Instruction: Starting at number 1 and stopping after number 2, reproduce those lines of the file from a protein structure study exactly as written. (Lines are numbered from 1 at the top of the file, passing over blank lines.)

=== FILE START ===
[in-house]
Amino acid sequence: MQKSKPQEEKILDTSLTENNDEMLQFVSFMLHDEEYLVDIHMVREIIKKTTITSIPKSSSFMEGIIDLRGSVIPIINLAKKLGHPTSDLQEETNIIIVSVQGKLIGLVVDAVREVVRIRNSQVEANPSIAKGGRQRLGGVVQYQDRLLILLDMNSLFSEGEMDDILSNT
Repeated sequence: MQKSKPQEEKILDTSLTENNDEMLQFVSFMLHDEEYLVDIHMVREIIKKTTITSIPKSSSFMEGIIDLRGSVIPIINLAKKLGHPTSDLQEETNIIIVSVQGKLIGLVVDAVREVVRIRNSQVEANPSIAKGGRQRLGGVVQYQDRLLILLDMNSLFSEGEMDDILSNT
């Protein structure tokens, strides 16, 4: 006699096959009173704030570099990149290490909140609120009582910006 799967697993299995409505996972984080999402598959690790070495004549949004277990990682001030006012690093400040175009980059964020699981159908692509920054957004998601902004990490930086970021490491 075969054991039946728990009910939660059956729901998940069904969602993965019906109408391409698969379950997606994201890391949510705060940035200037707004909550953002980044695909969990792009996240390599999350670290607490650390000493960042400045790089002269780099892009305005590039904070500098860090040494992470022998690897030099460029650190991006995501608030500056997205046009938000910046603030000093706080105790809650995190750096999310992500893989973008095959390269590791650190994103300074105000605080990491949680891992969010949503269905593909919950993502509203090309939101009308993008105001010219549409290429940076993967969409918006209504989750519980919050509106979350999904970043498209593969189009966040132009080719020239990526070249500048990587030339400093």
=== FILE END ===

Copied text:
[in-house]
Amino acid sequence: MQKSKPQEEKILDTSLTENNDEMLQFVSFMLHDEEYLVDIHMVREIIKKTTITSIPKSSSFMEGIIDLRGSVIPIINLAKKLGHPTSDLQEETNIIIVSVQGKLIGLVVDAVREVVRIRNSQVEANPSIAKGGRQRLGGVVQYQDRLLILLDMNSLFSEGEMDDILSNT